In 1938 the U.S. government filed an antitrust action against Paramount Pictures, objecting to the monopolies of movie theaters held by the studios. By the end of 1946 a court judgment enjoined not only Paramount but also Loew’s, RKO, Warner Brothers, and 20th Century-Fox from acquiring additional theaters.… Read more »
The following is a lecture delivered at a symposium, “Yasujiro Ozu in the World,” organized by Shigehiko Hasumi in Tokyo on December 11, 1998. The other participants, apart from Hasumi himself, were Jean Douchet (the keynote speaker), Hou Hsiao-hsien, his screenwriter Tien-wen Chu, and Thierry Jousse. I’m proud to say that Hasumi, my favorite Japanese film critic, has included a link to this text on his own web site, mube.jp. — J.R.
I’d like to preface these remarks by citing a moment from Ozu’s I Was Born, But… (1932) and the particular significance it has for me. During the home movie projection which marks the critical turning point in the film from comedy to tragedy, and shortly before the clowning of the father in front of his boss appears in one of the home movies, the father’s two little boys start having a debate about the zebra they see on the screen — does it have black stripes on white, or white stripes on black? — creating a disturbance that momentarily halts the screening. In comparable fashion, a spurious, distracting, and no less innocent debate has been persisting about Ozu for years: is he a realist or a formalist? What seems lamentable about this debate is that it fails to perceive that cinematic forms and social forms are not alternatives in the world of Ozu but opposite sides of the same coin, so that it should be impossible to speak about one without speaking about the other.… Read more »
From the Chicago Reader (June 1, 2002). — J.R.
Roman Polanski’s 2002 film about classical pianist Wladyslaw Szpilman (Adrien Brody), a Polish Jew who managed to survive the Warsaw ghetto, won the top prize at Cannes and an Oscar for best director, and it’s easy to understand why: Polanski, himself a survivor of the Krakow ghetto, is so authoritative in showing us what life there was like that this film makes more conventional heart tuggers like Schindler’s List shrivel to insignificance. He appears to follow Ronald Harwood’s adaptation of Szpilman’s autobiography with scrupulous thoroughness, as well as with the special patience that it takes to show a passive and mainly unheroic victim surviving. All of Polanski’s films reflect the grimness of his war experience in one way or another, and this feature serves to clarify some of the emotions and attitudes found in the others. The results are masterful, admirably unsentimental, and never boring, if also a little stodgy. The Polish dialogue is rendered as English, the German is simply subtitled. R, 148 min. (JR)
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From the Chicago Reader (January 14, 2005). — J.R.
Yasujiro Ozu Retrospective
at the Gene Siskel Film Center
It’s no longer controversial to assert that Yasujiro Ozu (1903-’63) is one of the greatest filmmakers ever — certainly one of the top dozen and possibly the greatest of those who’ve focused on family life. But getting a fix on his work remains far from easy. Only 34 of his 50-odd films appear to have survived, and two features exist only in fragments. The Gene Siskel Film Center’s retrospective, which started last week and runs through March 3, includes 25 features, and some of his other works, including a seldom-shown documentary short, might be screened later if the features draw big enough crowds.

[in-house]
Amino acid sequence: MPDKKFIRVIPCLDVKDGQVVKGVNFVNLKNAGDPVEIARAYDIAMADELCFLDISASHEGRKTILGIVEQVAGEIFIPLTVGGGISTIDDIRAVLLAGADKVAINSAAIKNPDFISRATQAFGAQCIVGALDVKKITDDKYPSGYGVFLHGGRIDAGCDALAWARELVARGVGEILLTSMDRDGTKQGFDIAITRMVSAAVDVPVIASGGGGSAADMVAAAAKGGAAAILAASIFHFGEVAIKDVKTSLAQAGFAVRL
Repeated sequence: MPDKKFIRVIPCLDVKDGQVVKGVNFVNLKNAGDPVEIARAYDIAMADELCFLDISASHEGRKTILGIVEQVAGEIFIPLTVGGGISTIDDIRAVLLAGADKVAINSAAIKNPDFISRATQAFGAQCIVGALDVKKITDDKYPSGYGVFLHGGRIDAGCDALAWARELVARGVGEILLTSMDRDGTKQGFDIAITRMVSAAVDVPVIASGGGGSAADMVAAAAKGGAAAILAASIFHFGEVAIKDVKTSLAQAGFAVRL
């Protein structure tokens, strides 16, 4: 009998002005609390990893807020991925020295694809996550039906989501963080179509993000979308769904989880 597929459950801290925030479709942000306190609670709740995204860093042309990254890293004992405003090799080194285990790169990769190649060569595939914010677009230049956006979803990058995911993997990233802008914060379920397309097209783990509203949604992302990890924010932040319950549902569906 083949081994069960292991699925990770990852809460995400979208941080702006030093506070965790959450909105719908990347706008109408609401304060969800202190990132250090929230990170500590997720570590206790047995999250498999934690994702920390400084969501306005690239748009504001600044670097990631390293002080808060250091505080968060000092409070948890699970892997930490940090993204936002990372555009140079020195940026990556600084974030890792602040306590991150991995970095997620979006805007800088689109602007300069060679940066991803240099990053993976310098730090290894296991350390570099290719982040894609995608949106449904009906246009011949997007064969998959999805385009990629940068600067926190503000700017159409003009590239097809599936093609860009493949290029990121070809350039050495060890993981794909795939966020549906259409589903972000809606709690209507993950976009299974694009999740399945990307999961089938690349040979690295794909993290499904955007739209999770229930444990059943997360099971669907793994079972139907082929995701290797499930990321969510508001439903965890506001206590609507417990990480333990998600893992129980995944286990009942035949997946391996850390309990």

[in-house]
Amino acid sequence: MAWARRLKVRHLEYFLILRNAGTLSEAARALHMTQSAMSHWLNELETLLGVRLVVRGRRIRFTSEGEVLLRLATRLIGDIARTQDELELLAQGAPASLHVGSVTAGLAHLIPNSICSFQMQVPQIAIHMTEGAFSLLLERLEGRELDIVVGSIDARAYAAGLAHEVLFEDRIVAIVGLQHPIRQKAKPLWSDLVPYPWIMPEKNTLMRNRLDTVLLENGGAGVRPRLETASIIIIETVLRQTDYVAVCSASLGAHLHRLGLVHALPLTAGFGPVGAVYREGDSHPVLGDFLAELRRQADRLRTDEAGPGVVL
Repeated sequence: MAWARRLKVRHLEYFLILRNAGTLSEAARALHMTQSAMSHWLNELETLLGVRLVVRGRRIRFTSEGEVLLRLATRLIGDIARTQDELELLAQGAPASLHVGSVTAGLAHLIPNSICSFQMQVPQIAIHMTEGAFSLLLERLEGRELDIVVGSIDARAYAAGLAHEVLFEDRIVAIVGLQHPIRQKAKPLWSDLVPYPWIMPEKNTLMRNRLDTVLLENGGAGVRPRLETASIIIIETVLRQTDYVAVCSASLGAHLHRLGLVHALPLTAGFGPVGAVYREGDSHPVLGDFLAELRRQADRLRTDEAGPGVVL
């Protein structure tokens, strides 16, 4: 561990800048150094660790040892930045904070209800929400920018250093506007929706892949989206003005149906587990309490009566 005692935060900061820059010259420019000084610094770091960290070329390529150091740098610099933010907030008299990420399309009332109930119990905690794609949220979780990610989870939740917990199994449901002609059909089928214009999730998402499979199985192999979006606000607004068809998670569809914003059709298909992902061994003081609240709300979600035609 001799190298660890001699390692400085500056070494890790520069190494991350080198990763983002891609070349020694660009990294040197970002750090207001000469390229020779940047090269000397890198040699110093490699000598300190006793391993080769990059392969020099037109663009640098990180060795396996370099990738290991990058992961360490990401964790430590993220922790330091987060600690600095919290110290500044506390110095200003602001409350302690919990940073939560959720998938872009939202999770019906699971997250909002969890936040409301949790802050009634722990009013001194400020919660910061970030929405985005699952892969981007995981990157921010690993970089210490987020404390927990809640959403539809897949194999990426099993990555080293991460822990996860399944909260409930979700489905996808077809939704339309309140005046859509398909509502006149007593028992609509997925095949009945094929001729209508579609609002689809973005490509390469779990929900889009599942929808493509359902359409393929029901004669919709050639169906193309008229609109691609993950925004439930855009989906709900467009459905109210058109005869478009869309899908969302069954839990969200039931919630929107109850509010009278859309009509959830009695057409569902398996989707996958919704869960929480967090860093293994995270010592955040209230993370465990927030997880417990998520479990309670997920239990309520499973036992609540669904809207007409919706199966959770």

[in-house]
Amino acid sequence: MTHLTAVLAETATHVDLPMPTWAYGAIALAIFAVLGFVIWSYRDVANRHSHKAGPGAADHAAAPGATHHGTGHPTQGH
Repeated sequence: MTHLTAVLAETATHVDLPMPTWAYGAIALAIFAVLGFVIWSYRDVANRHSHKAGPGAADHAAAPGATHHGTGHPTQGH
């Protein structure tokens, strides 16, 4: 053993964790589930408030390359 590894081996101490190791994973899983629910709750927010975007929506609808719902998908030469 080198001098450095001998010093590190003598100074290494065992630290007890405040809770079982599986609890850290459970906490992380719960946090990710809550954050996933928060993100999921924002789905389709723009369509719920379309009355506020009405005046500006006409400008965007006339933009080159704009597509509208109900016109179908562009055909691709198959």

One of the films showing this week, Tokyo Story (1953) — the first Ozu film to have been seen widely in the West, and still the best known and most highly regarded — is a good starting point for viewers unfamiliar with his work. (So are Equinox Flower and Good Morning, two gorgeous color films from the late 50s, showing later this month.) But it has led many critics to make unfair broad generalizations about Ozu’s style and content, to claim that his films are slow and conservative, his technique minimalist.… Read more »
From the Chicago Reader (June 14, 1991). — J.R.
SWAN LAKE — THE ZONE
*** (A must-see)
Directed by Yuri Illienko
Written by Sergei Paradjanov and Illienko
With Victor Solovyov, Liudmyla Yefymenko, Maya Bulhakova, Pylyp Illienko, and Victor Demertash.
One of the most fascinating things about Russian cinema is that we still know next to nothing about it. There are the socialist realist holdovers (Little Vera, for example, and Freeze — Die — Come to Life) and wannabe American releases (Taxi Blues), but the rest of the recent Soviet pictures that have made it to Chicago are interesting mostly because of what remains obscure and intractable about them — their refreshingly and, at times, bewilderingly different views of life and art.
The films that constitute the most obvious reference points in Soviet film history — a few key classics by Eisenstein, Pudovkin, Dovzhenko, Kuleshov, Vertov, and closer to the present, the films of Paradjanov and Tarkovsky — have practically nothing to do with what ordinary Soviet moviegoers see most of the time. Even worse, we can’t take it for granted that these avant-garde works necessarily represent the best that innovative Soviet cinema has to offer, or that what we see of the Soviet mainstream is necessarily the best either.… Read more »
From the Chicago Reader (March 1, 1990). — J.R.
Luis Buñuel’s first and most radical feature (1930) was banned for decades, and it continues to pack a jolt. Forsaking consecutive plot, the film is more like an anarchist bomb, starting off as a documentary before assaulting church, state, and society —particularly high society — in the name of eros. Funny, blasphemous, sexy, strange, subtle, and evocative in its use of sound, it’s also thoroughly Buñuelian, though without the bittersweet sense of resigned acceptance that characterizes some of his later works. Except for his 1932 documentary Las Hurdes, this ferocious act of revolt kept Buñuel virtually unemployed as a director for 17 years; when he finally returned as a narrative filmmaker, he delivered something quite different from the wild poetry of his first three films. In French with subtitles. 60 min.